An Oklahoma judge has rejected a lawsuit filed by the last three survivors of the 1921 Tulsa Race Massacre seeking compensation for the horrific event.
Judge Caroline Wall of the Tulsa County District Court rejected the suit on Friday, July 7th, effectively precluding further reparation-seeking attempts by survivors and their attorneys.
The plaintiffs, aged between 102 and 109, are survivors of one of the most dreadful episodes of internal terrorism in United States history. The 1921 massacre, originally deemed a riot, in Greenwood, Tulsa, dubbed Black Wall Street, saw a violent white mob raze over 1,000 homes and businesses, displacing thousands. A white mob stormed the Black community on May 31st, 1921 through June 1st, looing businesses and destroying 35 city blocks.
While only 39 deaths were officially documented, recent estimates suggest that the death toll could be closer to 300, according to the Tulsa Historical Society Museum.
The lawsuit, lodged in 2020, alleged that the 1921 massacre remained an “enduring public nuisance” for survivors Viola Fletcher, Lessie Benningfield Randle, Hughes Van Ellis, Sr., and the Black Tulsa community.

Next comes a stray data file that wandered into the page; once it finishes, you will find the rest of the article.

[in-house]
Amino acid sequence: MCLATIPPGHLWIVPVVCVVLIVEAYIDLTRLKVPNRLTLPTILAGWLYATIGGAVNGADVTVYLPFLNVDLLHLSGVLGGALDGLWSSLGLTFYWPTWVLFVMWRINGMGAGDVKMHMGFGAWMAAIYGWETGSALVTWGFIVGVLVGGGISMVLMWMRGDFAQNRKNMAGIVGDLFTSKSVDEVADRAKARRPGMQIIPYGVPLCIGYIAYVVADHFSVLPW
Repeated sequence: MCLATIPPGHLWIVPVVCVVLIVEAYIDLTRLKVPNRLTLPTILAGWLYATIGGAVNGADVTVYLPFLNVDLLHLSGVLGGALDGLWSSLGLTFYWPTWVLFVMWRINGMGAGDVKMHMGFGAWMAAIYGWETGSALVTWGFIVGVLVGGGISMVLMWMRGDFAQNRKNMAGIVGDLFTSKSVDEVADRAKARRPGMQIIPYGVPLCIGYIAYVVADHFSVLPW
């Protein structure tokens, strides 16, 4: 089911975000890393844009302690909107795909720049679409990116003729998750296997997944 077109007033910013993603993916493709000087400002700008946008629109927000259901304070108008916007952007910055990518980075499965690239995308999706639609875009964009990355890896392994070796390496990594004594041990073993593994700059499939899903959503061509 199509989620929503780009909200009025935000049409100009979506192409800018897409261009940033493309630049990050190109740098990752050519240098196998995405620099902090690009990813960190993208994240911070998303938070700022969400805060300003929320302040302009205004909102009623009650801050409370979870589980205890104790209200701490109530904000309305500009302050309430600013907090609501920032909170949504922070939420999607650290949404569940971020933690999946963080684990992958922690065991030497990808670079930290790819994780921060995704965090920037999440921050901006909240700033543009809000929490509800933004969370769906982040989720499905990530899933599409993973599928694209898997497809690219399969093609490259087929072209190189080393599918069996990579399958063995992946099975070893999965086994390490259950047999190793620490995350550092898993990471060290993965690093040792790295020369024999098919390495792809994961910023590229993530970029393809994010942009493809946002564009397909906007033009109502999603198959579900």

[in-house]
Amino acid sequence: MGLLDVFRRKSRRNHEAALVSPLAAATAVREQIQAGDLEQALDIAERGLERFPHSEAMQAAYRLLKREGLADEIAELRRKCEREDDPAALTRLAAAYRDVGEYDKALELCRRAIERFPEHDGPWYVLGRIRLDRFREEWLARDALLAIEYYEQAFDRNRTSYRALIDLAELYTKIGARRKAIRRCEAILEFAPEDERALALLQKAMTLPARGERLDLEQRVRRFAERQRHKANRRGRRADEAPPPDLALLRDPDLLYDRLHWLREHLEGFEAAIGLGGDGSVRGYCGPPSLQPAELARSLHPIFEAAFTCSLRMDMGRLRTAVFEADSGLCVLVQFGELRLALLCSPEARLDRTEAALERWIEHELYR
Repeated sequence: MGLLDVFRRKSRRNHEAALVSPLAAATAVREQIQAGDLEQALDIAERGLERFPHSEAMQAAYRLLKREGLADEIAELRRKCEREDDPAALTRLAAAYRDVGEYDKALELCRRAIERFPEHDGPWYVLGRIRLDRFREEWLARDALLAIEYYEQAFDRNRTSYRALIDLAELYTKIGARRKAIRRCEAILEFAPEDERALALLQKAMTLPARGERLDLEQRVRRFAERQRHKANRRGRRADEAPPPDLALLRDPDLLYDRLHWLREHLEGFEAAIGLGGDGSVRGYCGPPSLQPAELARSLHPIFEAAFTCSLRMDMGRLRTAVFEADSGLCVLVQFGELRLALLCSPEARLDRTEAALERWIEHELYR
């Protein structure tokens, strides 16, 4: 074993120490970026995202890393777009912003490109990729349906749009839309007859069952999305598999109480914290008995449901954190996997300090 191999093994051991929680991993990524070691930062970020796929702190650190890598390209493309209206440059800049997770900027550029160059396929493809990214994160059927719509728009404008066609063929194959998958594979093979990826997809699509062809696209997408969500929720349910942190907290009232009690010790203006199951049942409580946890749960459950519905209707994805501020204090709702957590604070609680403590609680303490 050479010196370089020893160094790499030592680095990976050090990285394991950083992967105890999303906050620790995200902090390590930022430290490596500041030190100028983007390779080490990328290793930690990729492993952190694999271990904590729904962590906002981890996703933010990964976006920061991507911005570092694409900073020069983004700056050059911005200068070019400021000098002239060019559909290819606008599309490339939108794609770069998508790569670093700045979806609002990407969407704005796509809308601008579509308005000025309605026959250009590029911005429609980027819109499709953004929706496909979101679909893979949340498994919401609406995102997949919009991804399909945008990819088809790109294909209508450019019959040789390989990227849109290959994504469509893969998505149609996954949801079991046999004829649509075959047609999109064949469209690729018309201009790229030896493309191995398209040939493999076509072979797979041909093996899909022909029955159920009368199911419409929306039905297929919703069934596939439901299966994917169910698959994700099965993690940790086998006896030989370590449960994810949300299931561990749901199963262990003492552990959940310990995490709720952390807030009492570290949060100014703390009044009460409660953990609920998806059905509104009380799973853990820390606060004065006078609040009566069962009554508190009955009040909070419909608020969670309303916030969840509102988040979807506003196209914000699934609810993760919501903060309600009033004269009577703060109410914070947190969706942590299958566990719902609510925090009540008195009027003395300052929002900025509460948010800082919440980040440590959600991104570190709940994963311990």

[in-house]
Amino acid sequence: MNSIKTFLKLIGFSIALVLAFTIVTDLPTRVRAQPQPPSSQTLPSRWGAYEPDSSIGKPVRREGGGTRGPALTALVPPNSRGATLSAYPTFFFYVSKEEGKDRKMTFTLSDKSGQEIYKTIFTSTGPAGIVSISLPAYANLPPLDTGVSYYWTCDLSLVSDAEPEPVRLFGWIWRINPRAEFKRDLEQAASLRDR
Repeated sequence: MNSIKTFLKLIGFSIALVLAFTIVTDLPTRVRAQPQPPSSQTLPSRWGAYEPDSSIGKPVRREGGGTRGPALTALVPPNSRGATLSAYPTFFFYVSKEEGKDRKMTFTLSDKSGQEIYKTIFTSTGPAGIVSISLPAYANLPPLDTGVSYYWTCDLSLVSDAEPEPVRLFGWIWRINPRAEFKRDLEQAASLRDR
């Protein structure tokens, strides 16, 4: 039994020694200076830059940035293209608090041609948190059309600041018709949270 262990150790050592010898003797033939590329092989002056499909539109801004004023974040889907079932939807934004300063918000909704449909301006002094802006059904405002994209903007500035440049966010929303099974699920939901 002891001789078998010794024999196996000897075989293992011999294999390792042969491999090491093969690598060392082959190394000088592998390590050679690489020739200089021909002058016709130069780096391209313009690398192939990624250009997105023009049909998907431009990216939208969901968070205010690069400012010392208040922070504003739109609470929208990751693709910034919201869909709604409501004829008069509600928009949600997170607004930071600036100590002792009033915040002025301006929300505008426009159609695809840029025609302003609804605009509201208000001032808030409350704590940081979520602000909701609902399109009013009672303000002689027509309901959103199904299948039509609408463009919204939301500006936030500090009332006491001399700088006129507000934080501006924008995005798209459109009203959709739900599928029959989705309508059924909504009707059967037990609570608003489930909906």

Judge Wall dismissed the suit based on submissions from the city, local chamber of commerce, and other state and local government bodies. The dismissal, being with prejudice, means the case cannot be relaunched.
Although judicial elections in Oklahoma are officially nonpartisan, Judge Wall has self-identified as a “constitutional conservative” in her campaign materials.
Tulsa Mayor G.T. Bynum, in a statement, said, “The city remains committed to finding the graves of 1921 Tulsa Race Massacre victims, fostering economic investment in the Greenwood District, educating future generations about the worst event in our community’s history, and building a city where every person has an equal opportunity for a great life.”
The case was filed under Oklahoma’s public nuisance law, claiming that Black Tulsa residents still feel the repercussions of the massacre. It suggested that the city’s historical racial divide and tension are rooted in the massacre, further intensified by the alleged exploitation of the massacre site for tourism since 2016. However, Judge Wall’s order stated the plaintiff’s public nuisance claim was unconstitutional and dismissed it.
This ruling marks the end of a century-long fight for legal reparations by survivors. A series of previous attempts at reparations have failed, including a federal lawsuit dismissed in 2003 due to an expired statute of limitations.
According to court documents, the court deemed any further amendment futile, thereby permanently dismissing the case.
Meanwhile, Viola Fletcher, the oldest survivor at 109, is set to publish a memoir next month chronicling her life in the aftermath of the massacre.
The Tulsa race massacre is considered to be the most severe incident of racial violence in U.S. history, as per the Oklahoma Historical Society.